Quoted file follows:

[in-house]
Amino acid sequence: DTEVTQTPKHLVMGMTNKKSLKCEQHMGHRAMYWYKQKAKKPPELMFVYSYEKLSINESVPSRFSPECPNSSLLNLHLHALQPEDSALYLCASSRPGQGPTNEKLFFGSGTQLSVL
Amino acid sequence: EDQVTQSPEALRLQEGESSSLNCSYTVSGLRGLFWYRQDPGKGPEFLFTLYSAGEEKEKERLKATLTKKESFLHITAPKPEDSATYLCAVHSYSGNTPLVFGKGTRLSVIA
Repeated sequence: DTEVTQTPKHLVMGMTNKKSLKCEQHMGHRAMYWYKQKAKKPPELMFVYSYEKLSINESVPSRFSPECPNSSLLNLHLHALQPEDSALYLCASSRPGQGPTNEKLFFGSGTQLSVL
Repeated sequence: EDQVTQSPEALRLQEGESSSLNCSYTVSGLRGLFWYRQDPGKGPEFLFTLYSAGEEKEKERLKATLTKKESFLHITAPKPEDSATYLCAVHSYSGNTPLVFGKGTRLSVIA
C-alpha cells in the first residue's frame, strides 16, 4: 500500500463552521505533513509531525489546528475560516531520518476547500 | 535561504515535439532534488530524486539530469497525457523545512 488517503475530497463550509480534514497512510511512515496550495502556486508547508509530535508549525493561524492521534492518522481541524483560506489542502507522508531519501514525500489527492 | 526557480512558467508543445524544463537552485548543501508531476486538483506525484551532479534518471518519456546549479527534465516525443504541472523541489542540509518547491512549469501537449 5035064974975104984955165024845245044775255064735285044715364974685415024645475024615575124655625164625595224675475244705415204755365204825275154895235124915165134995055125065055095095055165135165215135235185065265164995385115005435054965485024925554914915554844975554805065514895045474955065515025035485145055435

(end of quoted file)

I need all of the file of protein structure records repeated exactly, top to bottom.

[in-house]
Amino acid sequence: DTEVTQTPKHLVMGMTNKKSLKCEQHMGHRAMYWYKQKAKKPPELMFVYSYEKLSINESVPSRFSPECPNSSLLNLHLHALQPEDSALYLCASSRPGQGPTNEKLFFGSGTQLSVL
Amino acid sequence: EDQVTQSPEALRLQEGESSSLNCSYTVSGLRGLFWYRQDPGKGPEFLFTLYSAGEEKEKERLKATLTKKESFLHITAPKPEDSATYLCAVHSYSGNTPLVFGKGTRLSVIA
Repeated sequence: DTEVTQTPKHLVMGMTNKKSLKCEQHMGHRAMYWYKQKAKKPPELMFVYSYEKLSINESVPSRFSPECPNSSLLNLHLHALQPEDSALYLCASSRPGQGPTNEKLFFGSGTQLSVL
Repeated sequence: EDQVTQSPEALRLQEGESSSLNCSYTVSGLRGLFWYRQDPGKGPEFLFTLYSAGEEKEKERLKATLTKKESFLHITAPKPEDSATYLCAVHSYSGNTPLVFGKGTRLSVIA
C-alpha cells in the first residue's frame, strides 16, 4: 500500500463552521505533513509531525489546528475560516531520518476547500 | 535561504515535439532534488530524486539530469497525457523545512 488517503475530497463550509480534514497512510511512515496550495502556486508547508509530535508549525493561524492521534492518522481541524483560506489542502507522508531519501514525500489527492 | 526557480512558467508543445524544463537552485548543501508531476486538483506525484551532479534518471518519456546549479527534465516525443504541472523541489542540509518547491512549469501537449 5035064974975104984955165024845245044775255064735285044715364974685415024645475024615575124655625164625595224675475244705415204755365204825275154895235124915165134995055125065055095095055165135165215135235185065265164995385115005435054965485024925554914915554844975554805065514895045474955065515025035485145055435